Treatment of tension headache

More than 40% of adult Danes suffer from tension headaches and worldwide, it seems that tension headaches are the most common form of headache. Approx. 5% of chiropractic patients turn up because of headaches. Along with acupuncture and massage, chiropractic treatment is one of the forms of treatment that headache patients most often request, while other commonly used approaches are treatment with medication (NSAIDs and tricyclic antidepressants), relaxation, and cognitive therapy.

A number of systematic reviews have previously examined the effect of manual therapy, e.g. manipulation and dry-needling. The results have not been convincing, mostly because it has been difficult to compare the original studies. Researchers have also studied other types of treatment and found a modest effect of tricyclic antidepressants, Botulinum toxin A and acupuncture. As a result, the European Federation of Neurological Societies makes a cautious recommendation that physical (manual) treatment methods should be considered in addition to medication in the management of patients with tension headaches.

In a systematic literature review and meta-analysis, a group of Spanish researchers summarizes the evidence for the use of manual therapy in combination with exercises and compares with the use of medication (NSAIDs and tricyclic antidepressants) in patients with tension headaches. The conclusions are based on five randomized studies with sufficiently high methodological quality.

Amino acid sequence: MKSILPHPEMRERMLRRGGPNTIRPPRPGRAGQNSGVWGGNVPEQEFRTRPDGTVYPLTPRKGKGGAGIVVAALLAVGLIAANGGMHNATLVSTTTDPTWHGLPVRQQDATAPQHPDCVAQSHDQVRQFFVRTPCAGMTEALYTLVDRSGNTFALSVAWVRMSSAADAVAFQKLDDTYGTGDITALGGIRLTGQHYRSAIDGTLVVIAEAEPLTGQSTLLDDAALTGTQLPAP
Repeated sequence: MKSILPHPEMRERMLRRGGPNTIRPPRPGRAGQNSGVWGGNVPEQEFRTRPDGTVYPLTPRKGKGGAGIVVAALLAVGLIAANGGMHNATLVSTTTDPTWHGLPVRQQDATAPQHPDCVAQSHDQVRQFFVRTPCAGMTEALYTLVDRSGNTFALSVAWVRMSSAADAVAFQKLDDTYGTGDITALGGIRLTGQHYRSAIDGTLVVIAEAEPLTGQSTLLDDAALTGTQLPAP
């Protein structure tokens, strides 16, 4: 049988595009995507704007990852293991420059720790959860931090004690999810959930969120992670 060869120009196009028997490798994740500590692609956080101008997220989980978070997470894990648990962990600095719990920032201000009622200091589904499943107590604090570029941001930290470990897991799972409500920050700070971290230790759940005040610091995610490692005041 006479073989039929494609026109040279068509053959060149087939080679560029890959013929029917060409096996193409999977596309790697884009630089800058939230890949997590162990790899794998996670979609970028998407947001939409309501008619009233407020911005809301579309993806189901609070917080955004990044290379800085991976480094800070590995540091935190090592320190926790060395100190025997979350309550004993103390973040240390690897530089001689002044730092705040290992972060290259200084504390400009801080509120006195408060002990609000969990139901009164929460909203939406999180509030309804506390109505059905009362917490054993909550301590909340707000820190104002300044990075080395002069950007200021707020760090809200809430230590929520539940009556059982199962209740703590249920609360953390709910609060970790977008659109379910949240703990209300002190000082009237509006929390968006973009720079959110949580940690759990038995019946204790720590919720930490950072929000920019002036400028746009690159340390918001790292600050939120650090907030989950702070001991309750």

The Spanish researchers find that manual therapy in combination with exercise is more effective in the treatment of tension headaches measured immediately after the end of the course of treatment (typically after 4-6 weeks) measured by frequency of episodes, pain intensity and duration. On the other hand, there is no difference between manual treatment and medication measured over a longer period of time (4-6 months). The researchers explain the difference between the results by saying that it is possible that the patients in the medication group have continued to take the medication, the effect of which is increasing over time, while the manual treatment has been discontinued after the intervention course.

Clinical implications
Based on the results, the researchers recommend that manual therapy in combination with exercise can be recommended for patients with tension headaches. The treatment should consist of a combination of manipulation/mobilization of the neck and back, soft tissue treatment, as well as stabilizing exercises and counseling aimed at posture. The courses of treatment studied have stretched over 4-6 weeks and consisted of 5-12 sessions. Previous studies have shown that the individual modalities in isolation do not have a great effect, so the positive results found in this literature study are attributed to the fact that the treatment modalities are used in combination. The Spanish study has not assessed the potential costs and side effects of the two treatment regimens.

Link to the article: http://www.ncbi.nlm.nih.gov/pubmed/25748428

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